I honestly don't think we can stop these things from happening. We're human. We like rejoicing over good fortune. Truthfully, our bad habits are often our best qualities but the same quality in a slightly more "overboard" fashion. When these kinds of things happen, we simply don't know any better. We probably wouldn't have done anything drastically different even if we HAD the knowledge of "the bigger picture." But what we can do is when we do recognize these accidental slights, to show compassion and dialogue with the other person in a kind and loving way.

But in doing this, we must also realize that we have no control of how the other person feels about our story. They might choose to think badly of us. We cannot control outcome. But we can be honest with ourselves. We can simply accept that even accidentally broken yolks have consequences, and take these things to the altar in prayer.

The other question we have to ask ourselves is this: If we choose to "break a yolk" because "that's the way we like it," are we prepared to accept a potential consequence? We have an old adage in laboratory medicine: "Don't order a lab test unless you are prepared to deal with the possibility the result won't be what you expected." What will you do for the patient if it is elevated and you didn't expect that? What will you do if the result is unexpectedly normal? NOW what?

Our decision making processes often tend to be based on what we want, rather that what we perceive God wants. Do we examine our conscience? Do we examine how conscious we are in making this decision--are we aware and awake? Or are we asleep and oblivious? We don't always know.

When we think about "awake" and "asleep" in terms of our spiritual consciousness, it puts a whole new spin on the beloved Compline prayer, doesn't it?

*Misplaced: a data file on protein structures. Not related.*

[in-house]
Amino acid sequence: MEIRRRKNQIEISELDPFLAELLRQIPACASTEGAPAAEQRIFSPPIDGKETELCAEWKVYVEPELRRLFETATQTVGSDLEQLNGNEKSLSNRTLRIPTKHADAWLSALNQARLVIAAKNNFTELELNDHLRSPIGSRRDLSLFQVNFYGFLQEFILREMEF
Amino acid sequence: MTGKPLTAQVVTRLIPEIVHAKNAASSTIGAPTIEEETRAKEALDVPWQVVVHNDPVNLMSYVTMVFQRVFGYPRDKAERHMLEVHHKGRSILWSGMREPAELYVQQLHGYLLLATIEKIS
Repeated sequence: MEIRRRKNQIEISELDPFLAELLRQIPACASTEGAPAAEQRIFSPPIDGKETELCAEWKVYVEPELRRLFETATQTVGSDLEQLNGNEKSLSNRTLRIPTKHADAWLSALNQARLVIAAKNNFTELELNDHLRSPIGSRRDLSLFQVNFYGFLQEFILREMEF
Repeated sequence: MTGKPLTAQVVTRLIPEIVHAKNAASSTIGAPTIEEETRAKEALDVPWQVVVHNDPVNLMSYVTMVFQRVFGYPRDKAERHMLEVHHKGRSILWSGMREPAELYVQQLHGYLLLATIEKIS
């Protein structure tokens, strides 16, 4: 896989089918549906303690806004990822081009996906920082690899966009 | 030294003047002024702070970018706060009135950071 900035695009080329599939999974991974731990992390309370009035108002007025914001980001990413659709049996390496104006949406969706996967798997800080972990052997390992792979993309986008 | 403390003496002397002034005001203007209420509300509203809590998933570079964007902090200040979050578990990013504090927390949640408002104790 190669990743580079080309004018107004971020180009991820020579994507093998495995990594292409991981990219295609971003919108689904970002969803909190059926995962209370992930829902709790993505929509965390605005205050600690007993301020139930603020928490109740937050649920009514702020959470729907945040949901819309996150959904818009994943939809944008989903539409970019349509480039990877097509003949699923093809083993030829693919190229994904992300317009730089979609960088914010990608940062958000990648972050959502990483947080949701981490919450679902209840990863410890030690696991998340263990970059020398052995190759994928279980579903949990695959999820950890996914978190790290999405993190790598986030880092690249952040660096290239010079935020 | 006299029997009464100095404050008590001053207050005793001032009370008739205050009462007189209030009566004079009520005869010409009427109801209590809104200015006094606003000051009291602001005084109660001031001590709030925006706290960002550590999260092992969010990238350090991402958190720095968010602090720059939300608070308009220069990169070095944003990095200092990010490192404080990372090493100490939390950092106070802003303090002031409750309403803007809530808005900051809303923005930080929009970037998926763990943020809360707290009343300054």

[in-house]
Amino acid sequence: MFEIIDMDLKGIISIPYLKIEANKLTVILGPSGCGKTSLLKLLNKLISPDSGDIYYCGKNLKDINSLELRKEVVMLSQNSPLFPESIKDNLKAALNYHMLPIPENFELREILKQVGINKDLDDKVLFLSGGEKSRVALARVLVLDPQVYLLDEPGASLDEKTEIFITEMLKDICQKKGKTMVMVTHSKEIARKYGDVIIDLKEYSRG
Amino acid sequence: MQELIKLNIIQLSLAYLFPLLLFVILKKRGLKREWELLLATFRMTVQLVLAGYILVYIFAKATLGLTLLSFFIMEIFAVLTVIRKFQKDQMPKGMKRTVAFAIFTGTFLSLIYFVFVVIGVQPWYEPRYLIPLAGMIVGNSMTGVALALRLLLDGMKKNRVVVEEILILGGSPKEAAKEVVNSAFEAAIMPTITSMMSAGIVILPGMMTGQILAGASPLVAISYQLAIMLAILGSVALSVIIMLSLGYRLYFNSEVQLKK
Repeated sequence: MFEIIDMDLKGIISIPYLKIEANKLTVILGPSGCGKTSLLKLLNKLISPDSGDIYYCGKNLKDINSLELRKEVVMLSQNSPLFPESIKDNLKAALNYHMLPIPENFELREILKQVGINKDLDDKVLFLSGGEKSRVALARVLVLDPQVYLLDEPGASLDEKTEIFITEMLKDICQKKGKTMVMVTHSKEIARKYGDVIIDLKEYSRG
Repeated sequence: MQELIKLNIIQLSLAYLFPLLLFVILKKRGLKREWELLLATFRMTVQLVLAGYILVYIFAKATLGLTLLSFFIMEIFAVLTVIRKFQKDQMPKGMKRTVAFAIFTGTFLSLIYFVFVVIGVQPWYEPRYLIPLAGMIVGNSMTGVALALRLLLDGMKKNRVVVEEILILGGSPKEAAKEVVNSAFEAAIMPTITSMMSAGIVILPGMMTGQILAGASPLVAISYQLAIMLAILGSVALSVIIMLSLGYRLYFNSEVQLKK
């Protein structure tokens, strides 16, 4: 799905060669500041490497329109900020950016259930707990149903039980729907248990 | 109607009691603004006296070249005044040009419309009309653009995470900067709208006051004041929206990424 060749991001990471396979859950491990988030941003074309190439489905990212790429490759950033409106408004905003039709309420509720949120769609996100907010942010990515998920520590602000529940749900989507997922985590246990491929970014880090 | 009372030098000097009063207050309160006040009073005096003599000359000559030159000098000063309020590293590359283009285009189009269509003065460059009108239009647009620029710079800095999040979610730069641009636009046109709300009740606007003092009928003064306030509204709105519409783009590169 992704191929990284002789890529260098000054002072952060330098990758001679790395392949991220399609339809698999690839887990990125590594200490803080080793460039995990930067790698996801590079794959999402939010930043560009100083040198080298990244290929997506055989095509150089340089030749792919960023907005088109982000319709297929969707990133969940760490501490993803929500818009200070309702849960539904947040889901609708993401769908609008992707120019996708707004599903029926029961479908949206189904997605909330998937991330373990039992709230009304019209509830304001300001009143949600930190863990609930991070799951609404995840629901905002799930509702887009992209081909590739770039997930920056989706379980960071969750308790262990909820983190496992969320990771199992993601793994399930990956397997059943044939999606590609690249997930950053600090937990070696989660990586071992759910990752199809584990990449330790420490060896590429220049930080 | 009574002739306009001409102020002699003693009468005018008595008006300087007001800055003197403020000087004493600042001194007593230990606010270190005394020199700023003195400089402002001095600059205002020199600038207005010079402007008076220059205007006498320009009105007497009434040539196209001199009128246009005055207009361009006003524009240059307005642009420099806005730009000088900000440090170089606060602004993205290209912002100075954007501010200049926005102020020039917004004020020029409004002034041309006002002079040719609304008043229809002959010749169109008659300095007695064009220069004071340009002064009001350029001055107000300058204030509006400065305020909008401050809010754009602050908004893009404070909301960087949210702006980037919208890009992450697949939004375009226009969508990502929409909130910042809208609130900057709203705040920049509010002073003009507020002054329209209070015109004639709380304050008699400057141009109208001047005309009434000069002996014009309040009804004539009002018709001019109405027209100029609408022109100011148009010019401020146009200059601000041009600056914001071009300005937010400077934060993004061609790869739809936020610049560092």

Guide us waking, O Lord, and guard us sleeping; that awake
we may watch with Christ, and asleep we may rest in peace.

3 comments:

I am in the grip of a very broken yoke. This is just what I needed to hear today. May you be blessed today, as I have been by your words.

Prayers for your healing, Gaye, and thanks for your prayer of blessing.

kirkepiscatoid --I think we were separated at birth --I, too, love my eggs yolks broken and hard.... a flat hard-boiled egg if ya know what I mean.

And, I've tried it --but I just can't stand to eat the eggs I picked out of the nest the week before... they are way too perky, way too orange --and they don't like to break.

But, thank you for the theological reflection regarding broken yolks... eggs just got betterer.

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Kirksville, Missouri, United States
I'm a longtime area resident of that quirky and wonderful place called Kirksville, MO and am wondering what God has hiding round the next corner in my life.